Gander Reproductive Issues

Discussion in 'Geese' started by markt1, Aug 24, 2013.

  1. markt1

    markt1 Out Of The Brooder

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    I have three adult Embden geese (now 16 months old), one gander and two females from Holderreads. I got 24 eggs from these females by May (mostly from one bird), and only one hatched (incubator). All of the others were not fertile. I am 100% sure of this because after three weeks I took each of them to my place of employment and xrayed them to look. The reproductive act was done while the females were floating in a water filled rubber feed bin 6" x 48" x 30". It looked to me that all that was done was that the gander jumped directly on the females' backs, held them by the neck while flapping his wings for 30 seconds. Then he did the "victory honk". He appeared to be directly on top of the females and not near their back end. So... does he not know how to properly reproduce? One egg hatched out of 24. In all fairness to him he was only a year old at the time and I'm guessing that he may just have been too young. Any thoughts on the age factor? Is he likely to do better next spring? I am thinking of buying another adult gander soon from Holderreads to hopefully get better hatch rate next spring. Any advise on my problem would be much appreciated!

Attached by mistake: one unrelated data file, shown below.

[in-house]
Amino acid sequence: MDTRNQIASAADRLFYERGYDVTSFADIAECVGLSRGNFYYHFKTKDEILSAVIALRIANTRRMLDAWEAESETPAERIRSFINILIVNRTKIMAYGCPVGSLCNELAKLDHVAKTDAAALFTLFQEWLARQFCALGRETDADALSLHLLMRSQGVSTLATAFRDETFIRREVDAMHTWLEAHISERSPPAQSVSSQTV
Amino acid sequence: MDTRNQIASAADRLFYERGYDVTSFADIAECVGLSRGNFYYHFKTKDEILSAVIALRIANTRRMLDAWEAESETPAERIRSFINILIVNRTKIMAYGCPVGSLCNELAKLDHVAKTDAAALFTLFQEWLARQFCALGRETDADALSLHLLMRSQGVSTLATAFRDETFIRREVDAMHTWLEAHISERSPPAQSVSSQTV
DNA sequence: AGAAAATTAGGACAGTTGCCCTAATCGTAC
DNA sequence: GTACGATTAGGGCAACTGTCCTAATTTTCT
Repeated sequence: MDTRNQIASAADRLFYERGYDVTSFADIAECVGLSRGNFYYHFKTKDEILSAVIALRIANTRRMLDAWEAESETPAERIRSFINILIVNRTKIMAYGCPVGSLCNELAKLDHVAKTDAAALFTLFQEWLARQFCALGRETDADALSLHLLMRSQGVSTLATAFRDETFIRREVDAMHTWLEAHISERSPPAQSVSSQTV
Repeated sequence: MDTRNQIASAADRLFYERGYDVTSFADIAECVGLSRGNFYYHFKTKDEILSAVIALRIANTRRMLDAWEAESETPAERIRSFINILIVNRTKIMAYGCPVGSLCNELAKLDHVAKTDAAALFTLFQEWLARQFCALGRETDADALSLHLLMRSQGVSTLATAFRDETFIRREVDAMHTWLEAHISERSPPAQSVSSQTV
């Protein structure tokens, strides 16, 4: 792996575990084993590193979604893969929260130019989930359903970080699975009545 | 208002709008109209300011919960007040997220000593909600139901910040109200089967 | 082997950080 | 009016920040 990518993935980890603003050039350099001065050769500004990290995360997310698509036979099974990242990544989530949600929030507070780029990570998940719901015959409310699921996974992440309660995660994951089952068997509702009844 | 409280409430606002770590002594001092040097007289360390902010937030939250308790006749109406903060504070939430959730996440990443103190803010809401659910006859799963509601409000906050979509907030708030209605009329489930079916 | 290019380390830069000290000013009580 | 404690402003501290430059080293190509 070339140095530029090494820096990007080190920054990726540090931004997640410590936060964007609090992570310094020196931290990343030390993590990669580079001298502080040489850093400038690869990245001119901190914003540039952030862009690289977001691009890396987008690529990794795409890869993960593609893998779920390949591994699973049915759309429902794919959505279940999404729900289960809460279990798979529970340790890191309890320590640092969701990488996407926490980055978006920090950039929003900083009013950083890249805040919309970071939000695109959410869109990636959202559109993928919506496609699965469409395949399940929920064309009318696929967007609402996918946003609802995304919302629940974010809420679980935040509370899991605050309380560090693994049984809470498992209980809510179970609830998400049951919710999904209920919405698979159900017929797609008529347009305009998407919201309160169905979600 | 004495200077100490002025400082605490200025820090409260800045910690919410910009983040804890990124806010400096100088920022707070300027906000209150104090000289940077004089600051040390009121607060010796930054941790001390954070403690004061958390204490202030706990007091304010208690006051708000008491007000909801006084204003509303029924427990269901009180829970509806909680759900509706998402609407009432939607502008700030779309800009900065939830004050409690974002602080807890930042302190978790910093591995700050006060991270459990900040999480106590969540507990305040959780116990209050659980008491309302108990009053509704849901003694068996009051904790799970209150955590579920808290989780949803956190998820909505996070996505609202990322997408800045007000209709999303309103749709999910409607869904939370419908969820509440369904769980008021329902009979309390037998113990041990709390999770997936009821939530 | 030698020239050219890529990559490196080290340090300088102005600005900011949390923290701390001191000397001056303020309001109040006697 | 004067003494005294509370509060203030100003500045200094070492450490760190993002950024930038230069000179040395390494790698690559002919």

Mark
     
  2. Wyandottes7

    Wyandottes7 Overrun With Chickens

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    He might just need some practice. Some male birds are just "clumsy", and need some time to learn how to properly mount the female. I have Wyandotte chickens, and they are not good breeders when young (or even sometimes when old!). They sometimes fall over sideways, topple over the female's head, or fall of backwards. My other chickens sometimes have trouble too, especially when they are young. I'm sure that younger geese experience the same problems as young cockerels when learning how to breed.
     
  3. markt1

    markt1 Out Of The Brooder

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    Only one person on this entire forum willing to offer advice on my question? I have to make a decision soon on whether to butcher all of my young ganders and just order another adult from Holderreads, or to spare one and hope for the best. If nobody cares enough to offer an opinion, then there will be one less gander in the world come Monday. Gonna bump this one to the top and hope for a bit more fraternity.
     
  4. RURU

    RURU Chillin' With My Peeps